A recent and perhaps more controversial example of scarcity is of course the phenomenon of Tidal or Apple Music exclusives. This is where an artist releases a new album to a single provider for a period before releasing it to other distribution outlets. It works in the interest of the streaming service of course, as they gain large numbers of subscribers ahead of major releases, but can backfire when those users cancel their subscription and move on.
Audio, Video, Disco
To return to the use of these principles in advertising and marketing, let’s consider how music is employed in these areas, and which of Cialdini’s principles may be applied. A major one is music used to soundtrack a TV ad.
Music can play several roles in this context, both explicitly and implicitly. The direct lyrical and narrative messages can help to tell the story of the spot, while the implicit signifiers (e.g. tempo, key signature, arrangement) can convey any number of moods.
Music can also serve as a disruptor: a way to grab the attention of the viewer. Where the ad break can often be the time when viewers go away and make a cup of tea, the music soundtrack can help to hold them back.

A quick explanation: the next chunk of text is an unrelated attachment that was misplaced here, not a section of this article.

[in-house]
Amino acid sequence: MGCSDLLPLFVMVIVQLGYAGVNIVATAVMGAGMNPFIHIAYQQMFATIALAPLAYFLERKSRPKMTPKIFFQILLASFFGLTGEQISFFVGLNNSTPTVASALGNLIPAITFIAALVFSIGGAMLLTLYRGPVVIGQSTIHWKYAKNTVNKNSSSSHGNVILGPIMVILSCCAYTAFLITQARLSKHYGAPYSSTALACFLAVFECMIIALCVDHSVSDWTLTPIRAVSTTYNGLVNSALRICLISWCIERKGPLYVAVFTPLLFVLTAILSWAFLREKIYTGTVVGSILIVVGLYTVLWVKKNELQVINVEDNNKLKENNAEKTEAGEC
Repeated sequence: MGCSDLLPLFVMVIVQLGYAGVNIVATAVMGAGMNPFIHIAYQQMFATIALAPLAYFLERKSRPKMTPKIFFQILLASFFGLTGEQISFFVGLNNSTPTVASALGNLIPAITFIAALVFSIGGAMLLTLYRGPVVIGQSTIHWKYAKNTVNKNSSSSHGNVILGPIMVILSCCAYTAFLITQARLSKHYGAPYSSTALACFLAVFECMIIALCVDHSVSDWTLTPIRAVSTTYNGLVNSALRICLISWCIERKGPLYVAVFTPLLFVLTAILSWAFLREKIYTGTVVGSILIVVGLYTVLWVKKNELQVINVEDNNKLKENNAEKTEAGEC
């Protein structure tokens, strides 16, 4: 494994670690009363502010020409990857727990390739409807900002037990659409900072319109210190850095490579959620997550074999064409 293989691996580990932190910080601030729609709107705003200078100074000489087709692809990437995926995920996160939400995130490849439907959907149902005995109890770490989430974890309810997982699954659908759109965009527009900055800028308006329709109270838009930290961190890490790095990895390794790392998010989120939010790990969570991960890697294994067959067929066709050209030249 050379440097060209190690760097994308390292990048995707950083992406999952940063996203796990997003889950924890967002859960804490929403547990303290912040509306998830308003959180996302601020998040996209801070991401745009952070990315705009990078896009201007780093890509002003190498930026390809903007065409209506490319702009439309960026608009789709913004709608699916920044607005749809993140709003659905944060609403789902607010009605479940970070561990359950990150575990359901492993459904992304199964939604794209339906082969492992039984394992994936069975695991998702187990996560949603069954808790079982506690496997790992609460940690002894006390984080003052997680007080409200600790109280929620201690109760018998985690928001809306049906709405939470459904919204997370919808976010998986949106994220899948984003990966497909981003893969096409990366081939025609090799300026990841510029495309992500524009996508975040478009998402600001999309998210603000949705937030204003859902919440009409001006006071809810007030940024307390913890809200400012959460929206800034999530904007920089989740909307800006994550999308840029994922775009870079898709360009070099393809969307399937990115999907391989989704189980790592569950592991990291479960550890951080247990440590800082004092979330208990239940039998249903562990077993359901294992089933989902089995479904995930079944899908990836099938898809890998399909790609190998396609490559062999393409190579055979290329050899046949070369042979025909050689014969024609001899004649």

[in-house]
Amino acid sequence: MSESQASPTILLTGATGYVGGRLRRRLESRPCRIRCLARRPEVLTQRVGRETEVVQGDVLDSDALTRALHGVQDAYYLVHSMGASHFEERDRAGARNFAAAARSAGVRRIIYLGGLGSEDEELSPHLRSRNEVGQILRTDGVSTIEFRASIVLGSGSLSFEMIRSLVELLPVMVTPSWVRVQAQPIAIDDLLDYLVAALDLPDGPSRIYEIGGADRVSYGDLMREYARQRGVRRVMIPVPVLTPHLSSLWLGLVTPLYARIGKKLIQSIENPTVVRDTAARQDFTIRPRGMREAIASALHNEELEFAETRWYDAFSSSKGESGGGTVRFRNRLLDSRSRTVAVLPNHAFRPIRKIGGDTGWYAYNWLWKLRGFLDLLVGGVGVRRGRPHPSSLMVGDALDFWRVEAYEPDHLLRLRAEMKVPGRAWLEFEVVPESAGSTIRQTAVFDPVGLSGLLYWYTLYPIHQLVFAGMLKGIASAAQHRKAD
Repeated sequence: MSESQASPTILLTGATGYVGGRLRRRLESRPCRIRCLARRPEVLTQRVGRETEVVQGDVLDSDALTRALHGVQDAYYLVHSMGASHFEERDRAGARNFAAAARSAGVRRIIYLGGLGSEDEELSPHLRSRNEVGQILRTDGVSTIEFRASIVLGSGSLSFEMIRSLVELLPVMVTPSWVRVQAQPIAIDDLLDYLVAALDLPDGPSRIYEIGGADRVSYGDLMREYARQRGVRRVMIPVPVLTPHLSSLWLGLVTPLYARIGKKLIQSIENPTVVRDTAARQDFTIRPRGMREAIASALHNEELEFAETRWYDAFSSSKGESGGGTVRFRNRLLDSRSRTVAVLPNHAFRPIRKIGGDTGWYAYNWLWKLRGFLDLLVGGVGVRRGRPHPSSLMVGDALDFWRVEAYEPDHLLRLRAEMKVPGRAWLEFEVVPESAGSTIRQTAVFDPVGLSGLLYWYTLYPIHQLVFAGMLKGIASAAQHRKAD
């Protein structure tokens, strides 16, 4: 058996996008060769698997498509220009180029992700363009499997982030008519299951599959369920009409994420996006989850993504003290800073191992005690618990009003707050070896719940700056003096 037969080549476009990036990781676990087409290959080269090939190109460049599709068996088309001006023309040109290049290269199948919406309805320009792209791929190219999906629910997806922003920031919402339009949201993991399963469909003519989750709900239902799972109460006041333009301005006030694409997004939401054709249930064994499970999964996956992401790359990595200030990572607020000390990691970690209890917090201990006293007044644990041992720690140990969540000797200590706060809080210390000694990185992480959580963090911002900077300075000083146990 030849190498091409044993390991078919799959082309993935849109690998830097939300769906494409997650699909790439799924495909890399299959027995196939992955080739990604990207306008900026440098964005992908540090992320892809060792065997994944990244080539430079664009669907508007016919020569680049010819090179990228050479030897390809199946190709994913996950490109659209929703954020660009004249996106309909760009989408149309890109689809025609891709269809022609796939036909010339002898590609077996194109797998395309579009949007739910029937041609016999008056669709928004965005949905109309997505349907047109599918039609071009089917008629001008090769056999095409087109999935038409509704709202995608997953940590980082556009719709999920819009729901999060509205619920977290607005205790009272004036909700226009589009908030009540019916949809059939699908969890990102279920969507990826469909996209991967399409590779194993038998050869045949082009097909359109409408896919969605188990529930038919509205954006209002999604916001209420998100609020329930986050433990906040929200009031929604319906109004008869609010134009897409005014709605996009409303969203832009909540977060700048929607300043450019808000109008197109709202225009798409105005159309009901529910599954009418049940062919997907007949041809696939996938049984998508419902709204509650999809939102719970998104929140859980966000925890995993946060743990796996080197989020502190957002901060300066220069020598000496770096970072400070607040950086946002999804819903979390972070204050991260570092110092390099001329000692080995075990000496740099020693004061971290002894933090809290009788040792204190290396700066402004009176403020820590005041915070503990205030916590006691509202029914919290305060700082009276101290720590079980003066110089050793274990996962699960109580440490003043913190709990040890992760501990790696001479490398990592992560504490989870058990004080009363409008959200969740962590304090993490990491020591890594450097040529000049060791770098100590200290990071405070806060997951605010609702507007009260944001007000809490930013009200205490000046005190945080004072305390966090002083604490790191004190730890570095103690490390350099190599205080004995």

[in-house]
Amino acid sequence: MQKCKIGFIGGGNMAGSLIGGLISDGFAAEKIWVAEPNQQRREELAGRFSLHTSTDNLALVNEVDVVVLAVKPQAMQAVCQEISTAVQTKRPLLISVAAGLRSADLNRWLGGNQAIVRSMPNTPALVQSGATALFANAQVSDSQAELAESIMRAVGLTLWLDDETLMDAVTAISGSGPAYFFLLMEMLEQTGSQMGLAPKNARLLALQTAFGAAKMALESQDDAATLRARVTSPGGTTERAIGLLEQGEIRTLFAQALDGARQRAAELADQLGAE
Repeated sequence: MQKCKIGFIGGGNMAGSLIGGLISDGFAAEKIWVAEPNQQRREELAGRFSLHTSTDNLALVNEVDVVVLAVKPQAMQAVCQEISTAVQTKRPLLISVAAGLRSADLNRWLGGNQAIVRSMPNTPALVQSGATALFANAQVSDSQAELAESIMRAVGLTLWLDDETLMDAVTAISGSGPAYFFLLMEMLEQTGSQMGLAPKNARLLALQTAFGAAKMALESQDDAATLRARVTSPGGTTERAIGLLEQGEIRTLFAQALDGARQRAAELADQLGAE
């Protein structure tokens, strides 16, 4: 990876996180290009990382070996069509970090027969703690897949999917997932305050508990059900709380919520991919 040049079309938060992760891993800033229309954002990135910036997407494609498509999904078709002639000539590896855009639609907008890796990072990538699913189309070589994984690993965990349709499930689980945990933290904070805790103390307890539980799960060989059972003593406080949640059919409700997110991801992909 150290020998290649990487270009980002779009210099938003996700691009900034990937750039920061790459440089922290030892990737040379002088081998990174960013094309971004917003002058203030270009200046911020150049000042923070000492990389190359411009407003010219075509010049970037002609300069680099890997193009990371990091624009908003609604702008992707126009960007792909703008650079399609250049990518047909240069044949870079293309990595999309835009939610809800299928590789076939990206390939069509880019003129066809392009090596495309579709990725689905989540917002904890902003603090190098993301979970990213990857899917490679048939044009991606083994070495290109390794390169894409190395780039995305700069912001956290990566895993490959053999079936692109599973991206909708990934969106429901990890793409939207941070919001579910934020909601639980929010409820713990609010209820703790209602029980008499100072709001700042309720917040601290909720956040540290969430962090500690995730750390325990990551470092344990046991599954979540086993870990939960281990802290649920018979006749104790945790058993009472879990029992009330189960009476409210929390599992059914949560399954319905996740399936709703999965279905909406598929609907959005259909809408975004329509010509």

If the music is familiar to the listener/viewer then a connection is already established, and if they’re a fan of the music, by association they may very well look favourably on the brand advertised. This is through the principle of “liking” – the band/artist are effectively endorsing the brand or product by aligning themselves with it.
A recent example of this is the Beats Wireless spot which features a myriad of celebs, athletes and stars singing and dancing along to Pinocchio’s “I’ve Got No Strings”.
The Disney classic speaks directly to the technical features of the range of headphones created by Beats: they are, quite literally, free of strings due to the wireless capabilities of their products. Musically, it’s playful, which marries well with the fun tone of the film.